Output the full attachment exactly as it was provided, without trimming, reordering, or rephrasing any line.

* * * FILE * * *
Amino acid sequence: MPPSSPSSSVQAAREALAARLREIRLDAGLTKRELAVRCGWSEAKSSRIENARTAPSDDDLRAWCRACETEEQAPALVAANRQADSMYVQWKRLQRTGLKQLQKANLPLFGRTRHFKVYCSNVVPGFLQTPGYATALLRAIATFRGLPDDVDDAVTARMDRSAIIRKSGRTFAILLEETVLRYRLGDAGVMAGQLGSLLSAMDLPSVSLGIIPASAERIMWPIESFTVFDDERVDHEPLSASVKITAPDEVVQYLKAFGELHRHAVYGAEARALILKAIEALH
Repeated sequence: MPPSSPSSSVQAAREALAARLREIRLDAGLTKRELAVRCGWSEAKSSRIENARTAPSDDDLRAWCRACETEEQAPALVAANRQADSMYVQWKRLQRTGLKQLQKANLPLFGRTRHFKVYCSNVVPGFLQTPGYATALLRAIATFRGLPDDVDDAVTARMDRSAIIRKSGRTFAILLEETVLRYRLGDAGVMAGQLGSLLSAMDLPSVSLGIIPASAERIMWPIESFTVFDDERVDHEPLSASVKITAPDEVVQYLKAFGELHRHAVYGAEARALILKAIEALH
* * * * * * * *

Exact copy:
Amino acid sequence: MPPSSPSSSVQAAREALAARLREIRLDAGLTKRELAVRCGWSEAKSSRIENARTAPSDDDLRAWCRACETEEQAPALVAANRQADSMYVQWKRLQRTGLKQLQKANLPLFGRTRHFKVYCSNVVPGFLQTPGYATALLRAIATFRGLPDDVDDAVTARMDRSAIIRKSGRTFAILLEETVLRYRLGDAGVMAGQLGSLLSAMDLPSVSLGIIPASAERIMWPIESFTVFDDERVDHEPLSASVKITAPDEVVQYLKAFGELHRHAVYGAEARALILKAIEALH
Repeated sequence: MPPSSPSSSVQAAREALAARLREIRLDAGLTKRELAVRCGWSEAKSSRIENARTAPSDDDLRAWCRACETEEQAPALVAANRQADSMYVQWKRLQRTGLKQLQKANLPLFGRTRHFKVYCSNVVPGFLQTPGYATALLRAIATFRGLPDDVDDAVTARMDRSAIIRKSGRTFAILLEETVLRYRLGDAGVMAGQLGSLLSAMDLPSVSLGIIPASAERIMWPIESFTVFDDERVDHEPLSASVKITAPDEVVQYLKAFGELHRHAVYGAEARALILKAIEALH